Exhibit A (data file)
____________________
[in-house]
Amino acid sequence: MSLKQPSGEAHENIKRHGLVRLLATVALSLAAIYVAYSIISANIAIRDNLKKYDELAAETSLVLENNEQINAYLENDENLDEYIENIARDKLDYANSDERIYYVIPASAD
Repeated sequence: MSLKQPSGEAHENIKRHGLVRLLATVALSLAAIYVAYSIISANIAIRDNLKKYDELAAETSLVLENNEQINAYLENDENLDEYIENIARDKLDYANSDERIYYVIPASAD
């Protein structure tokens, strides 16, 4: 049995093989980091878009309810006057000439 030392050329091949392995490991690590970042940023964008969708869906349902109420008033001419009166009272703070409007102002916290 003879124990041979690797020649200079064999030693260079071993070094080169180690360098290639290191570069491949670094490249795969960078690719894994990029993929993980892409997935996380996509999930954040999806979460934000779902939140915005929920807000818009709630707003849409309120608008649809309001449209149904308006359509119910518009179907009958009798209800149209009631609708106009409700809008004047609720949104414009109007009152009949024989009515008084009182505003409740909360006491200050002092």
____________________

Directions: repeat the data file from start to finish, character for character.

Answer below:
[in-house]
Amino acid sequence: MSLKQPSGEAHENIKRHGLVRLLATVALSLAAIYVAYSIISANIAIRDNLKKYDELAAETSLVLENNEQINAYLENDENLDEYIENIARDKLDYANSDERIYYVIPASAD
Repeated sequence: MSLKQPSGEAHENIKRHGLVRLLATVALSLAAIYVAYSIISANIAIRDNLKKYDELAAETSLVLENNEQINAYLENDENLDEYIENIARDKLDYANSDERIYYVIPASAD
């Protein structure tokens, strides 16, 4: 049995093989980091878009309810006057000439 030392050329091949392995490991690590970042940023964008969708869906349902109420008033001419009166009272703070409007102002916290 003879124990041979690797020649200079064999030693260079071993070094080169180690360098290639290191570069491949670094490249795969960078690719894994990029993929993980892409997935996380996509999930954040999806979460934000779902939140915005929920807000818009709630707003849409309120608008649809309001449209149904308006359509119910518009179907009958009798209800149209009631609708106009409700809008004047609720949104414009109007009152009949024989009515008084009182505003409740909360006491200050002092």